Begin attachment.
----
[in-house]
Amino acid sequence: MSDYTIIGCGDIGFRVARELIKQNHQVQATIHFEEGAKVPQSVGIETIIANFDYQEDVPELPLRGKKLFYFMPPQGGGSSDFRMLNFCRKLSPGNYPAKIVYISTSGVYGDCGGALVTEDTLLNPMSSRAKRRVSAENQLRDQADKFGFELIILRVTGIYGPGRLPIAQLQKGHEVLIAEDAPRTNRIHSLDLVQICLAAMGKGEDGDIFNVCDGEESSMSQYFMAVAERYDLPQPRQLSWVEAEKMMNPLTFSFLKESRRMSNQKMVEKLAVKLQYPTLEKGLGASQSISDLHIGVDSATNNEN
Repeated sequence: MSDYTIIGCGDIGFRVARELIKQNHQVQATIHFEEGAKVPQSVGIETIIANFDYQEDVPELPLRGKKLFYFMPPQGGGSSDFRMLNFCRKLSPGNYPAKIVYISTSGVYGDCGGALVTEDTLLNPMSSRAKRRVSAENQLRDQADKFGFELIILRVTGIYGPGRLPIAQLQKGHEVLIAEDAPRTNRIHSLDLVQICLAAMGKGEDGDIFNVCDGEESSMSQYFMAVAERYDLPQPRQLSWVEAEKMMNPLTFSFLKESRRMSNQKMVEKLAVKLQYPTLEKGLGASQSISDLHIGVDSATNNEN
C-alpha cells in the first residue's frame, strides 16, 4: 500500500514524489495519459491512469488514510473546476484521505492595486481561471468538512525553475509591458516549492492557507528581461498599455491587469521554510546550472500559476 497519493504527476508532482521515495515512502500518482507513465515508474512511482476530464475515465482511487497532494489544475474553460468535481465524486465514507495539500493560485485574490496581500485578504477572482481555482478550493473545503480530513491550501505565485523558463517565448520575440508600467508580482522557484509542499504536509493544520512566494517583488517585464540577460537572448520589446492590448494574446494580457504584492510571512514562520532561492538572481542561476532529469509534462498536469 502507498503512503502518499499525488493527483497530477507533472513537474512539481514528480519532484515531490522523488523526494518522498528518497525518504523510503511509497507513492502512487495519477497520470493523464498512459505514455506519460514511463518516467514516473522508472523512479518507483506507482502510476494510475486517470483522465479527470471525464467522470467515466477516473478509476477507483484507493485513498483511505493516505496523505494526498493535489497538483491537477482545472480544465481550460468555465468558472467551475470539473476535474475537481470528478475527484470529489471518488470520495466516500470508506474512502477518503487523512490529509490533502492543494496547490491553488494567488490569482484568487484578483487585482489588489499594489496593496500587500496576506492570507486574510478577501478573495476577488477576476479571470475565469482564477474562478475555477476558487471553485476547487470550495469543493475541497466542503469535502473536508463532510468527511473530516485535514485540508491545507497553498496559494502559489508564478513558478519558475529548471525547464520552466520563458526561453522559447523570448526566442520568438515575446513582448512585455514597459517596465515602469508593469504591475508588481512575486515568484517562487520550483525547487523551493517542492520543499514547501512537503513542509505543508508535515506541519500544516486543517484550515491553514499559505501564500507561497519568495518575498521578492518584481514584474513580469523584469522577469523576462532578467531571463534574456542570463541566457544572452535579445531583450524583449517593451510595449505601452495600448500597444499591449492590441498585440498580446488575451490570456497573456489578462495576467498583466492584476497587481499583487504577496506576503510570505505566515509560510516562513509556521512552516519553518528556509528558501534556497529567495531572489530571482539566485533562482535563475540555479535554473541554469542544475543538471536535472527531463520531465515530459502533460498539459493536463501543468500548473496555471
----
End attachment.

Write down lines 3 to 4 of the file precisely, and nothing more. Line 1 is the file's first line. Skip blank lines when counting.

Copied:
Repeated sequence: MSDYTIIGCGDIGFRVARELIKQNHQVQATIHFEEGAKVPQSVGIETIIANFDYQEDVPELPLRGKKLFYFMPPQGGGSSDFRMLNFCRKLSPGNYPAKIVYISTSGVYGDCGGALVTEDTLLNPMSSRAKRRVSAENQLRDQADKFGFELIILRVTGIYGPGRLPIAQLQKGHEVLIAEDAPRTNRIHSLDLVQICLAAMGKGEDGDIFNVCDGEESSMSQYFMAVAERYDLPQPRQLSWVEAEKMMNPLTFSFLKESRRMSNQKMVEKLAVKLQYPTLEKGLGASQSISDLHIGVDSATNNEN
C-alpha cells in the first residue's frame, strides 16, 4: 500500500514524489495519459491512469488514510473546476484521505492595486481561471468538512525553475509591458516549492492557507528581461498599455491587469521554510546550472500559476 497519493504527476508532482521515495515512502500518482507513465515508474512511482476530464475515465482511487497532494489544475474553460468535481465524486465514507495539500493560485485574490496581500485578504477572482481555482478550493473545503480530513491550501505565485523558463517565448520575440508600467508580482522557484509542499504536509493544520512566494517583488517585464540577460537572448520589446492590448494574446494580457504584492510571512514562520532561492538572481542561476532529469509534462498536469 502507498503512503502518499499525488493527483497530477507533472513537474512539481514528480519532484515531490522523488523526494518522498528518497525518504523510503511509497507513492502512487495519477497520470493523464498512459505514455506519460514511463518516467514516473522508472523512479518507483506507482502510476494510475486517470483522465479527470471525464467522470467515466477516473478509476477507483484507493485513498483511505493516505496523505494526498493535489497538483491537477482545472480544465481550460468555465468558472467551475470539473476535474475537481470528478475527484470529489471518488470520495466516500470508506474512502477518503487523512490529509490533502492543494496547490491553488494567488490569482484568487484578483487585482489588489499594489496593496500587500496576506492570507486574510478577501478573495476577488477576476479571470475565469482564477474562478475555477476558487471553485476547487470550495469543493475541497466542503469535502473536508463532510468527511473530516485535514485540508491545507497553498496559494502559489508564478513558478519558475529548471525547464520552466520563458526561453522559447523570448526566442520568438515575446513582448512585455514597459517596465515602469508593469504591475508588481512575486515568484517562487520550483525547487523551493517542492520543499514547501512537503513542509505543508508535515506541519500544516486543517484550515491553514499559505501564500507561497519568495518575498521578492518584481514584474513580469523584469522577469523576462532578467531571463534574456542570463541566457544572452535579445531583450524583449517593451510595449505601452495600448500597444499591449492590441498585440498580446488575451490570456497573456489578462495576467498583466492584476497587481499583487504577496506576503510570505505566515509560510516562513509556521512552516519553518528556509528558501534556497529567495531572489530571482539566485533562482535563475540555479535554473541554469542544475543538471536535472527531463520531465515530459502533460498539459493536463501543468500548473496555471